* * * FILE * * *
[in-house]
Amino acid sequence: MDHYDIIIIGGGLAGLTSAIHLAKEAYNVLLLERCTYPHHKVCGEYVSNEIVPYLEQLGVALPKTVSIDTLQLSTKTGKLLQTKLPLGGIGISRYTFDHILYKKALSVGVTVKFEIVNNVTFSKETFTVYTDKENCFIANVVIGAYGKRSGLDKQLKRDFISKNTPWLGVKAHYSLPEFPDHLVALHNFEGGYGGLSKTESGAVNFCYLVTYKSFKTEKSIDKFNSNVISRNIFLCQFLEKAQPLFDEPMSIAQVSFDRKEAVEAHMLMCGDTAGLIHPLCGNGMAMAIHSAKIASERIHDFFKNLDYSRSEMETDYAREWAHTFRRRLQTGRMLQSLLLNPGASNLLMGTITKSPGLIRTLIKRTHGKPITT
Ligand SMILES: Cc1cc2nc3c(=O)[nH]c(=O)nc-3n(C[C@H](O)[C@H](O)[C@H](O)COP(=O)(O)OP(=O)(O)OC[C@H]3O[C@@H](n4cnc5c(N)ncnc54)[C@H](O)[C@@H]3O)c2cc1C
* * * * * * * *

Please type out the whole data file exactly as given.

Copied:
[in-house]
Amino acid sequence: MDHYDIIIIGGGLAGLTSAIHLAKEAYNVLLLERCTYPHHKVCGEYVSNEIVPYLEQLGVALPKTVSIDTLQLSTKTGKLLQTKLPLGGIGISRYTFDHILYKKALSVGVTVKFEIVNNVTFSKETFTVYTDKENCFIANVVIGAYGKRSGLDKQLKRDFISKNTPWLGVKAHYSLPEFPDHLVALHNFEGGYGGLSKTESGAVNFCYLVTYKSFKTEKSIDKFNSNVISRNIFLCQFLEKAQPLFDEPMSIAQVSFDRKEAVEAHMLMCGDTAGLIHPLCGNGMAMAIHSAKIASERIHDFFKNLDYSRSEMETDYAREWAHTFRRRLQTGRMLQSLLLNPGASNLLMGTITKSPGLIRTLIKRTHGKPITT
Ligand SMILES: Cc1cc2nc3c(=O)[nH]c(=O)nc-3n(C[C@H](O)[C@H](O)[C@H](O)COP(=O)(O)OP(=O)(O)OC[C@H]3O[C@@H](n4cnc5c(N)ncnc54)[C@H](O)[C@@H]3O)c2cc1C